On April 14, 2019, hackers targeted Stratford City Hall with a ransomware attack, which led to several crucial servers becoming unresponsive and unavailable. The attacker had installed malware on six of the city’s physical servers and on two virtual servers, then encrypted all systems so staff could not access information. The attack affected the city’s email system and online forms.
Stratford officials reported that they immediately disconnected servers from the Internet, and all computers, laptops and printers were unplugged from the network to prevent further issues. Stratford enlisted the help of Deloitte Canada, which began gathering forensic evidence, including any anomalies, malicious activities and any other unauthorized access. These efforts, however, were limited because the attack had encrypted the data on the servers.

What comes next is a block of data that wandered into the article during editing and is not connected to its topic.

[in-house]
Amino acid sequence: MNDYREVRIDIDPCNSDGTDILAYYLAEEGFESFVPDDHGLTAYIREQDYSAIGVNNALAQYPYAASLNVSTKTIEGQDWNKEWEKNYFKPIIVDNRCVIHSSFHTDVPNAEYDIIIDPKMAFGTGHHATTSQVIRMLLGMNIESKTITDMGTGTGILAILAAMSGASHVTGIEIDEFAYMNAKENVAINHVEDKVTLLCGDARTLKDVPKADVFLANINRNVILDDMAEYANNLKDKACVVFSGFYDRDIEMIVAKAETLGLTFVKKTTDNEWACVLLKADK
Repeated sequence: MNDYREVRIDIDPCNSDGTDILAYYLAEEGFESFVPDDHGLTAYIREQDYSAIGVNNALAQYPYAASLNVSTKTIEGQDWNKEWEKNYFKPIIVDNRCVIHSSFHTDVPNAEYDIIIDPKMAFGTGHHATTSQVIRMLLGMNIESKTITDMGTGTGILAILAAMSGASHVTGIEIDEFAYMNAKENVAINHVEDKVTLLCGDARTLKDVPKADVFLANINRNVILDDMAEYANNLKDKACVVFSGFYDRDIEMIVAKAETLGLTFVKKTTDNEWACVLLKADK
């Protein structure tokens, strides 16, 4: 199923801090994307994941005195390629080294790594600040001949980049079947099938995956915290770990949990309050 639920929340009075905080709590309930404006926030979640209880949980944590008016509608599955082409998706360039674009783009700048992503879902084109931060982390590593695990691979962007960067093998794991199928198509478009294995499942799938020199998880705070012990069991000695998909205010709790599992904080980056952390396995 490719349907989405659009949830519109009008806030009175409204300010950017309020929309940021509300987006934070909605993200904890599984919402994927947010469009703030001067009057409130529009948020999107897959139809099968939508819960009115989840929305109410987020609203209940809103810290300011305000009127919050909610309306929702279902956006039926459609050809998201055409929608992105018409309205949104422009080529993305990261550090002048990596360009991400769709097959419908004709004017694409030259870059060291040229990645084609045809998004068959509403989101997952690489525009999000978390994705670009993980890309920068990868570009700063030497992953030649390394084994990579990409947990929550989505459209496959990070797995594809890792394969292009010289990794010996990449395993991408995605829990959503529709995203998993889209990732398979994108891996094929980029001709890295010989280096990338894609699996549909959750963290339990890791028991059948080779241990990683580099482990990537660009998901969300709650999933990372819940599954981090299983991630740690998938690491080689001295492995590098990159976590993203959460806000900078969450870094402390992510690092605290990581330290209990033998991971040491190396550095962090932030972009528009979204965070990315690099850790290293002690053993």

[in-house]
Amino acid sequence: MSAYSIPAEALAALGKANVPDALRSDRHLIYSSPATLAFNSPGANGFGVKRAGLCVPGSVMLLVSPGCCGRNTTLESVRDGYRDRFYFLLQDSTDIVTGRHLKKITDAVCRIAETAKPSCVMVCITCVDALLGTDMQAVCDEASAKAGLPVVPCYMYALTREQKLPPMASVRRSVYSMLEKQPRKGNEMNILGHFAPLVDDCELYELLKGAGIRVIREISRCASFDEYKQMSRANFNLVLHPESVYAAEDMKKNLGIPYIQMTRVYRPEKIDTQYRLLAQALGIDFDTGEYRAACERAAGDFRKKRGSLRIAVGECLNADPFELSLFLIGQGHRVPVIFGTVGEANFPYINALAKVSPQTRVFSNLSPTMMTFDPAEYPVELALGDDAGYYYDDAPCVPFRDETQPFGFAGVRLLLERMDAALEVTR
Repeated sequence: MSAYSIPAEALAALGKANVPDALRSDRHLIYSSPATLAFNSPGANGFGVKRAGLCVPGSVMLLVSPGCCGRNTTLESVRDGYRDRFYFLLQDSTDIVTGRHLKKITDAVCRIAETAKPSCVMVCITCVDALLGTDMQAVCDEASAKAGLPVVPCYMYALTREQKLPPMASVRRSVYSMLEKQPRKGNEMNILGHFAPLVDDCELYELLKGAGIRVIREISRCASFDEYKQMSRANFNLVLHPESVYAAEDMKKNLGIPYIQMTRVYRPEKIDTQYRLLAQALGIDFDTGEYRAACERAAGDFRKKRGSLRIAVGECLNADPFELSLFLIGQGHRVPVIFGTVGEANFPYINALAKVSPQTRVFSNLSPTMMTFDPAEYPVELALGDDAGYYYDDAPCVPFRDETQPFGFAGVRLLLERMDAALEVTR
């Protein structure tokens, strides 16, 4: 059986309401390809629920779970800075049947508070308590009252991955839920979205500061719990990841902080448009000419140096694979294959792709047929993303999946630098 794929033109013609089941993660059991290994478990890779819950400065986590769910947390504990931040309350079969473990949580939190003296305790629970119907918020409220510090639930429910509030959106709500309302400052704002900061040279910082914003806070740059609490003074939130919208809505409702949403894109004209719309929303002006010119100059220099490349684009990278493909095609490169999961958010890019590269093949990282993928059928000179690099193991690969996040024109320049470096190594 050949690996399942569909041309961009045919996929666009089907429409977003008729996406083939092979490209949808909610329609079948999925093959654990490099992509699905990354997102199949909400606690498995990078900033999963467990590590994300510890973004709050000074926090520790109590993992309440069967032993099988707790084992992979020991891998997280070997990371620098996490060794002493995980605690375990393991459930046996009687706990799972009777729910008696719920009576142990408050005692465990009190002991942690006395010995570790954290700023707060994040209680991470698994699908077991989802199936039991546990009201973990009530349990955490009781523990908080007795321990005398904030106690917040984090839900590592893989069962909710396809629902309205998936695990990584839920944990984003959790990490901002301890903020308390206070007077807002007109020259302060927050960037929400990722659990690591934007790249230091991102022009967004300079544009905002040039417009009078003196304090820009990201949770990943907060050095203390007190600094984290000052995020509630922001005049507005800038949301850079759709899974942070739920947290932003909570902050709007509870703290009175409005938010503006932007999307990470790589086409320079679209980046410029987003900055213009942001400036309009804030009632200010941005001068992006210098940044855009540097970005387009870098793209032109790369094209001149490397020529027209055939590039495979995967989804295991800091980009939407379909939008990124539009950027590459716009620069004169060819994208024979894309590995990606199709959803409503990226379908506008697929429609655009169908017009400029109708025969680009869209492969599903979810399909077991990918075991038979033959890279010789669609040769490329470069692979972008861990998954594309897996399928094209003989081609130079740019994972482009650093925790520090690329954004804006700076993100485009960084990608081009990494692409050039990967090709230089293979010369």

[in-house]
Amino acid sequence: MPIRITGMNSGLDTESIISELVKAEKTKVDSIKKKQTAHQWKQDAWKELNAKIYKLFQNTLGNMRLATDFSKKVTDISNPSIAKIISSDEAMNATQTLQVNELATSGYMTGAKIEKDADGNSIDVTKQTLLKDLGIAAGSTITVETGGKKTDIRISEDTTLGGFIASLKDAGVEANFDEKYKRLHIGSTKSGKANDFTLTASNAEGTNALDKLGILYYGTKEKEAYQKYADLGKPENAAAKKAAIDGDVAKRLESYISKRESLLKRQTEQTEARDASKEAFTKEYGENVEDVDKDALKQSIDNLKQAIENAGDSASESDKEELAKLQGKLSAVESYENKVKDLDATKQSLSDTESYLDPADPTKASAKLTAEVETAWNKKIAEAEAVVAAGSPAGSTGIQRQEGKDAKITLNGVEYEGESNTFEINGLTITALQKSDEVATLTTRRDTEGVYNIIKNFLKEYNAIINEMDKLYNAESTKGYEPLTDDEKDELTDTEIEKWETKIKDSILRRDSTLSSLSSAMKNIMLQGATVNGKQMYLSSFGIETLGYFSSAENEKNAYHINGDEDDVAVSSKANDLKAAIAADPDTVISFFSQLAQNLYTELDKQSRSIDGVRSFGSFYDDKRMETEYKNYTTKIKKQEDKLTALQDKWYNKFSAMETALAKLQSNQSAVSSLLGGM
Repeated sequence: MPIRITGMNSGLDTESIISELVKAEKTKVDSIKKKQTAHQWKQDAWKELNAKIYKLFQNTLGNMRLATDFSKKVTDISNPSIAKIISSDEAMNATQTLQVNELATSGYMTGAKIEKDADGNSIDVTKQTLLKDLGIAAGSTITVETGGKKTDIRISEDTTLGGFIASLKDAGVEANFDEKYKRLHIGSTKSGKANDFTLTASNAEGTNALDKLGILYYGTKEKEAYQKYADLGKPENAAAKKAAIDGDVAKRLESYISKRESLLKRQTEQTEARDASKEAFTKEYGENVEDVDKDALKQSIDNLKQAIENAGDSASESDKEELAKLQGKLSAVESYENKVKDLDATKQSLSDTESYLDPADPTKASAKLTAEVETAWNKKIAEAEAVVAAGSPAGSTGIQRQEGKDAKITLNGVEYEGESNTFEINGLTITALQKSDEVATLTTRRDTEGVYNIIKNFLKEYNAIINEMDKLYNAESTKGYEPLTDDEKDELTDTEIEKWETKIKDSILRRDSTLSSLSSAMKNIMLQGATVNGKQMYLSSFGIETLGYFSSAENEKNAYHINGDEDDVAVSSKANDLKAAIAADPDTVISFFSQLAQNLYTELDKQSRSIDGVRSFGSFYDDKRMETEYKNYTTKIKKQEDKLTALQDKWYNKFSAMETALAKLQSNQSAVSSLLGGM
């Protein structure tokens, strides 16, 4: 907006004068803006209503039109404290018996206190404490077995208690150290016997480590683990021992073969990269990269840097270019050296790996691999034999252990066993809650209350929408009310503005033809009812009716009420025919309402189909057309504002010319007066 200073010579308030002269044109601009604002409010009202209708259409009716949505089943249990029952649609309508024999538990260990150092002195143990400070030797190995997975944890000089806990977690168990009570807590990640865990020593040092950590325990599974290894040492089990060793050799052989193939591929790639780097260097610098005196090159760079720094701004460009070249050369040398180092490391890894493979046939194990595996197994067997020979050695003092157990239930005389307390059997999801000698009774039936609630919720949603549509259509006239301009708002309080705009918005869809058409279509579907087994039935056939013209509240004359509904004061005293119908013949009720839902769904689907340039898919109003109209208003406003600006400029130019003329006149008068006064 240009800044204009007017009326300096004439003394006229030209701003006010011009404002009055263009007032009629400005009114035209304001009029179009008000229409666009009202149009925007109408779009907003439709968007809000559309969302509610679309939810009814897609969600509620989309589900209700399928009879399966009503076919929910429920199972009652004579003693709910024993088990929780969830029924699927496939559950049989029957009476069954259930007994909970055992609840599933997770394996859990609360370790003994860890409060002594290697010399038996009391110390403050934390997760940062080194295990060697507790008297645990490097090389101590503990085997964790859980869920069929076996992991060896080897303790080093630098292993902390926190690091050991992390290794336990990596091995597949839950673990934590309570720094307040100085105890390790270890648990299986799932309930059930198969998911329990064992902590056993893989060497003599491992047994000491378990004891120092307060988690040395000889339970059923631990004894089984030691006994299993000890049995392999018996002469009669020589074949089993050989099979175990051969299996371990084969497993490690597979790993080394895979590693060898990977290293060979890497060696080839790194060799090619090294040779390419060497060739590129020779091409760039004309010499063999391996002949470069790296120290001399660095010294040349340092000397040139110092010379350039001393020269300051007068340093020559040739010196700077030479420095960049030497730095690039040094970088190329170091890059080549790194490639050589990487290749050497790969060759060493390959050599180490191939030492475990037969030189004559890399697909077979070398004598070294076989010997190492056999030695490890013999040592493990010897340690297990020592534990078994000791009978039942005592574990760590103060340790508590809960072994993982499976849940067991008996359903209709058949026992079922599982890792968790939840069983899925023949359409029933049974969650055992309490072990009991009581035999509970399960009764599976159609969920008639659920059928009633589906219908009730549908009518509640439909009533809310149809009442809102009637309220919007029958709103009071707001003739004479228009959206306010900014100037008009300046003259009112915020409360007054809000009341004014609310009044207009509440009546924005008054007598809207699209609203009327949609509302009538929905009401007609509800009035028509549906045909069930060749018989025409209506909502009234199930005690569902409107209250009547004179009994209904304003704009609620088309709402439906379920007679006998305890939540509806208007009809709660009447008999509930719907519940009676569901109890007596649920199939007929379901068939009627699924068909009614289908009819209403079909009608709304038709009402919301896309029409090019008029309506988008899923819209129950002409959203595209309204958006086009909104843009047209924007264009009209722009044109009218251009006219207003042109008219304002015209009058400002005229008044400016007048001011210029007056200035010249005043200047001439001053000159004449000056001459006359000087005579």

In response, the City of Stratford paid the attacker 10 Bitcoins — an amount equal to more than $75,000 Cdn — in exchange for decryption keys to unlock its information systems.
Florian Kerschbaum, a Professor at the Cheriton School of Computer Science and the Executive Director of the University of Waterloo’s Cybersecurity and Privacy Institute, was interviewed by CTV News Kitchener on September 20, 2019 about the ransomware attack.
Such attacks are astonishingly common because the ransom for the decryption key is typically set a price that is lower than the cost to restore the data through back-ups, Professor Kerschbaum noted in the interview, adding that organizations can help protect themseves by having methods in place to restore data and networks quickly.